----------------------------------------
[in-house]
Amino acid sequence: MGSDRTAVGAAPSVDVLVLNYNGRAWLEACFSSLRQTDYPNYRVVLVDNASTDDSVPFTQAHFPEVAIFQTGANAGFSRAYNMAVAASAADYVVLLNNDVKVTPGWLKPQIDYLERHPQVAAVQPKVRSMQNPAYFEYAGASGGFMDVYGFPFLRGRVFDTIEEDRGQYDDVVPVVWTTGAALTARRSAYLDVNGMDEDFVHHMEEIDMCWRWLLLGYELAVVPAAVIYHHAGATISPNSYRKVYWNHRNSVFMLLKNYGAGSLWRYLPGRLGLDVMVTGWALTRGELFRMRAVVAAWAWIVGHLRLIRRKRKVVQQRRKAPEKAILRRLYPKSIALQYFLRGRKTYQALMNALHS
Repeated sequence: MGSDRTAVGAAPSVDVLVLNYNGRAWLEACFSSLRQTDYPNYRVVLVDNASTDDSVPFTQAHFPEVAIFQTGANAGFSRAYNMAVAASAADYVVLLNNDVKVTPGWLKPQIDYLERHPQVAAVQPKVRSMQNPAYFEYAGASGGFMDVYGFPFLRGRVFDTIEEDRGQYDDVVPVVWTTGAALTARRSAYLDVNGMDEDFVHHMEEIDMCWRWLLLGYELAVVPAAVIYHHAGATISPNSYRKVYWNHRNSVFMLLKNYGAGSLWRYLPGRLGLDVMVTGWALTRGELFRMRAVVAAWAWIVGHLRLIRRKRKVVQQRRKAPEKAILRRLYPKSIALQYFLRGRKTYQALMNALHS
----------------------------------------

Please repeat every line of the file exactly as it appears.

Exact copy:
[in-house]
Amino acid sequence: MGSDRTAVGAAPSVDVLVLNYNGRAWLEACFSSLRQTDYPNYRVVLVDNASTDDSVPFTQAHFPEVAIFQTGANAGFSRAYNMAVAASAADYVVLLNNDVKVTPGWLKPQIDYLERHPQVAAVQPKVRSMQNPAYFEYAGASGGFMDVYGFPFLRGRVFDTIEEDRGQYDDVVPVVWTTGAALTARRSAYLDVNGMDEDFVHHMEEIDMCWRWLLLGYELAVVPAAVIYHHAGATISPNSYRKVYWNHRNSVFMLLKNYGAGSLWRYLPGRLGLDVMVTGWALTRGELFRMRAVVAAWAWIVGHLRLIRRKRKVVQQRRKAPEKAILRRLYPKSIALQYFLRGRKTYQALMNALHS
Repeated sequence: MGSDRTAVGAAPSVDVLVLNYNGRAWLEACFSSLRQTDYPNYRVVLVDNASTDDSVPFTQAHFPEVAIFQTGANAGFSRAYNMAVAASAADYVVLLNNDVKVTPGWLKPQIDYLERHPQVAAVQPKVRSMQNPAYFEYAGASGGFMDVYGFPFLRGRVFDTIEEDRGQYDDVVPVVWTTGAALTARRSAYLDVNGMDEDFVHHMEEIDMCWRWLLLGYELAVVPAAVIYHHAGATISPNSYRKVYWNHRNSVFMLLKNYGAGSLWRYLPGRLGLDVMVTGWALTRGELFRMRAVVAAWAWIVGHLRLIRRKRKVVQQRRKAPEKAILRRLYPKSIALQYFLRGRKTYQALMNALHS